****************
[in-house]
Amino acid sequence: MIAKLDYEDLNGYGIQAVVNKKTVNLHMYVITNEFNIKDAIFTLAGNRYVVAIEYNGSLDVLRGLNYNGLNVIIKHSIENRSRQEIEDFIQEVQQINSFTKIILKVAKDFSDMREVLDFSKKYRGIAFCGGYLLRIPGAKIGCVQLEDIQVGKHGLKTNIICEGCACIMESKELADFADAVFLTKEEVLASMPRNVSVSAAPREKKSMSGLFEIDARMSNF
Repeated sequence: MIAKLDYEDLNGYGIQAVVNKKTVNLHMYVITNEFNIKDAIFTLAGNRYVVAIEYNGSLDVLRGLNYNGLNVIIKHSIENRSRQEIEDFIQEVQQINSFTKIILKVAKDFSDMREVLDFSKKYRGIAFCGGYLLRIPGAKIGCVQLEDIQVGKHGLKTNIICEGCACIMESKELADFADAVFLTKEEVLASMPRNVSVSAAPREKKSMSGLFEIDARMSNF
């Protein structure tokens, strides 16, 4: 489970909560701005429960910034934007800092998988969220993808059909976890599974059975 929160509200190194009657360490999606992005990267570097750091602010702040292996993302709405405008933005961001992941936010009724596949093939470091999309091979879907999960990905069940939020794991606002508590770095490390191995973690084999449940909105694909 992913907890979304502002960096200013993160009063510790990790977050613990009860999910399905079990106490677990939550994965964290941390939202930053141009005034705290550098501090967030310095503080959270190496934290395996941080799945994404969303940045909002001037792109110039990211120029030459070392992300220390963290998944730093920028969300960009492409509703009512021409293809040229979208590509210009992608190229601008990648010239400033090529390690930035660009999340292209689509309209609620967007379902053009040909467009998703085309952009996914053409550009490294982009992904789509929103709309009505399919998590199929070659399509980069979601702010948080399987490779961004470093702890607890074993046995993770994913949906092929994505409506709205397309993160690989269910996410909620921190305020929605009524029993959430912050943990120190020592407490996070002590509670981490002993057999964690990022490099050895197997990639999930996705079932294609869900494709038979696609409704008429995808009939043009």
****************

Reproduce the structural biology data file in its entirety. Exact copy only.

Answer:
[in-house]
Amino acid sequence: MIAKLDYEDLNGYGIQAVVNKKTVNLHMYVITNEFNIKDAIFTLAGNRYVVAIEYNGSLDVLRGLNYNGLNVIIKHSIENRSRQEIEDFIQEVQQINSFTKIILKVAKDFSDMREVLDFSKKYRGIAFCGGYLLRIPGAKIGCVQLEDIQVGKHGLKTNIICEGCACIMESKELADFADAVFLTKEEVLASMPRNVSVSAAPREKKSMSGLFEIDARMSNF
Repeated sequence: MIAKLDYEDLNGYGIQAVVNKKTVNLHMYVITNEFNIKDAIFTLAGNRYVVAIEYNGSLDVLRGLNYNGLNVIIKHSIENRSRQEIEDFIQEVQQINSFTKIILKVAKDFSDMREVLDFSKKYRGIAFCGGYLLRIPGAKIGCVQLEDIQVGKHGLKTNIICEGCACIMESKELADFADAVFLTKEEVLASMPRNVSVSAAPREKKSMSGLFEIDARMSNF
């Protein structure tokens, strides 16, 4: 489970909560701005429960910034934007800092998988969220993808059909976890599974059975 929160509200190194009657360490999606992005990267570097750091602010702040292996993302709405405008933005961001992941936010009724596949093939470091999309091979879907999960990905069940939020794991606002508590770095490390191995973690084999449940909105694909 992913907890979304502002960096200013993160009063510790990790977050613990009860999910399905079990106490677990939550994965964290941390939202930053141009005034705290550098501090967030310095503080959270190496934290395996941080799945994404969303940045909002001037792109110039990211120029030459070392992300220390963290998944730093920028969300960009492409509703009512021409293809040229979208590509210009992608190229601008990648010239400033090529390690930035660009999340292209689509309209609620967007379902053009040909467009998703085309952009996914053409550009490294982009992904789509929103709309009505399919998590199929070659399509980069979601702010948080399987490779961004470093702890607890074993046995993770994913949906092929994505409506709205397309993160690989269910996410909620921190305020929605009524029993959430912050943990120190020592407490996070002590509670981490002993057999964690990022490099050895197997990639999930996705079932294609869900494709038979696609409704008429995808009939043009």